Today I would like to write for those of you whose relationship with your horse is currently anything but harmonious.
This does not necessarily mean that you get along badly with each other:
It is rather about YOUR bad feeling when you are together with your horse.
No matter how it came about.
I would like to talk to you today about the fact that fear of your horse is nothing to be ashamed of. In fact, it is quite widespread.
And I too have had one or two accidents after I found the lightness more difficult than before.
What I want to say with this: Nobody is immune from this unpleasant, nervous tingling in the stomach, no matter how much horse experience they have.
The root of all trouble
In order to be able to overcome your fear successfully, the first thing you need to do is to find out when and how your fear arose.
Because it makes a huge difference whether you are afraid at any moment that your horse might bump you or whether you only have an uncomfortable feeling in certain situations (e.g. galloping in the country, scratching out your back hooves, going for a walk when a tractor comes etc.).
Once you have found out whether it is a specific or a general “problem”, you can ask yourself if you think you can correct this “problem” yourself.
Ask yourself whether you feel up to the situation – despite your fear – or whether you are making the situation more complicated by getting further and further into the fear with your horse.
Such situations unfortunately end far too often in a vicious circle:
You get nervous, your horse senses this and becomes nervous in turn, whereupon you become even more nervous.
Your horse must be able to rely on you in every situation as a herd animal and as an escape animal – otherwise it might take over the lead itself.
There is nothing wrong with admitting to yourself that you are no longer up to your “problem”.
There are so many good, patient horse trainers who are happy to support you and your horse to find a relaxed and harmonious relationship again.
Because everyone is capable of learning: Your horse just like you.
And that also means that you can resolve any situation – if you let us help you as soon as the “problem” gets out of your head.
Fear: A vicious circle
You may have asked yourself why many situations get worse from time to time and don’t relax. As bad as it sounds at first sight:
The reason for this is mostly up to you.
But there is also a lot of potential in it!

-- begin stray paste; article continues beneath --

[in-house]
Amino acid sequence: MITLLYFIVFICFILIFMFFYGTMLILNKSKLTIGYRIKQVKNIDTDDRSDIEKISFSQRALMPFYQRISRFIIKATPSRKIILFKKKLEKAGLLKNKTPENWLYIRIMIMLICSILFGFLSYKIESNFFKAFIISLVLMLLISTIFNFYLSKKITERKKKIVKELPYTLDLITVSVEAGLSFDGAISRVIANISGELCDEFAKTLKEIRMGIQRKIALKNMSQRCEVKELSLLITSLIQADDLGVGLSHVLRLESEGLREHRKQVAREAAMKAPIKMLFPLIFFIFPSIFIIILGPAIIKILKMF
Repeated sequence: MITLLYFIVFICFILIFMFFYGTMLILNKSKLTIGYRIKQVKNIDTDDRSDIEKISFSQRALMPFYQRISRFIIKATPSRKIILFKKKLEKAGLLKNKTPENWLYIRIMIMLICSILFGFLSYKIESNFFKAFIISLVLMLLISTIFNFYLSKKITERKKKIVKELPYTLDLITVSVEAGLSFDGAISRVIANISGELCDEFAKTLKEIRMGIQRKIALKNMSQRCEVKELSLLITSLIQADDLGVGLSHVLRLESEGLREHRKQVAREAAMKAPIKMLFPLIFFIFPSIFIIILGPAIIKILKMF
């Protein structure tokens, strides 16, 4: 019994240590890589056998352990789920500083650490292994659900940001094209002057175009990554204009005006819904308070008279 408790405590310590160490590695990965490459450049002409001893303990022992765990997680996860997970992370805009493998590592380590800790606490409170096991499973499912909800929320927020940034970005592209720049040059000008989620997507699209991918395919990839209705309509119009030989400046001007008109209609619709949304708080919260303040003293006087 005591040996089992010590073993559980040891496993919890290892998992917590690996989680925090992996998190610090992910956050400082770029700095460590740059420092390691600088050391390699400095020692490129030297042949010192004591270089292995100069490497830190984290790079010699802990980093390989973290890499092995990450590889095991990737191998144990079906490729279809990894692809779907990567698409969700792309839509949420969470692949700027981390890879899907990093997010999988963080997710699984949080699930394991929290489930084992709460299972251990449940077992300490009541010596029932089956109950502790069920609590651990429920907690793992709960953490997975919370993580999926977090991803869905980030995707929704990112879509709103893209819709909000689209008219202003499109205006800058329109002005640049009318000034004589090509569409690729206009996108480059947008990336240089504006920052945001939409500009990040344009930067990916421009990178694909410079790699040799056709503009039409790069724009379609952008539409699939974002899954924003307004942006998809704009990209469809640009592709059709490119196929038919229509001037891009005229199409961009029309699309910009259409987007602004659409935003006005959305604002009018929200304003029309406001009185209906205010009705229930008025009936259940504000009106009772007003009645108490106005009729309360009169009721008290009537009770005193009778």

Because you have the power to change the course of your problem. Your blockage is here in most cases your thoughts.
Especially if a problem occurs repeatedly, your mind is responsible for imagining the worst scenarios in advance.
No matter if you see yourself falling off a horse, running around, being kicked or bitten – you will tense up, get nervous and be in anticipation of the explosion.
The problem: Your horse cannot read your thoughts.
He only notices the change in your body language, your shallow breathing and your increased adrenaline level.
But he doesn’t know that this is the trigger for your stress – he “senses danger”. But because it cannot perceive the source of danger that you obviously see, it becomes more and more nervous.
Especially because you don’t relax either, but keep on tensing up.
And already you are caught in a vicious circle, which is “fed” by your thoughts and all the horror scenarios.
It should not come so far at all. And if it does, you should try to break this endless spiral as quickly as possible – whether alone or with a coach.
Mastering your “problem” successfully
Of course it can be impressive when a horse is dominant or good at bucking. The key is usually that you learn to control your body – and your fear. But this is often easier said than done ?
First of all, you should try to create as pleasant experiences as possible that overlay your negative experiences.
This can also mean, for example, that you first gallop on another horse to regain routine and security before you get on your horse from which you fell off at a gallop.
You should also have a strategy for how you react in case of a fall to get the situation under control again. Don’t feed the horror scenario in your head, but make sure that the movie ends well because you have found a solution to your problem!
Of course this solution is always very individual. Nevertheless, I would like to give you two examples how your “new head cinema” can look like.
For example, if your horse has a tendency to walk through, it will help you to create a “battle plan”. By playing through your reaction to a possible runaway in your mind, you can get a routine that will pay off in real life.
Imagine here exactly how, as soon as your horse runs away headless, you stay calm and breathe deeply.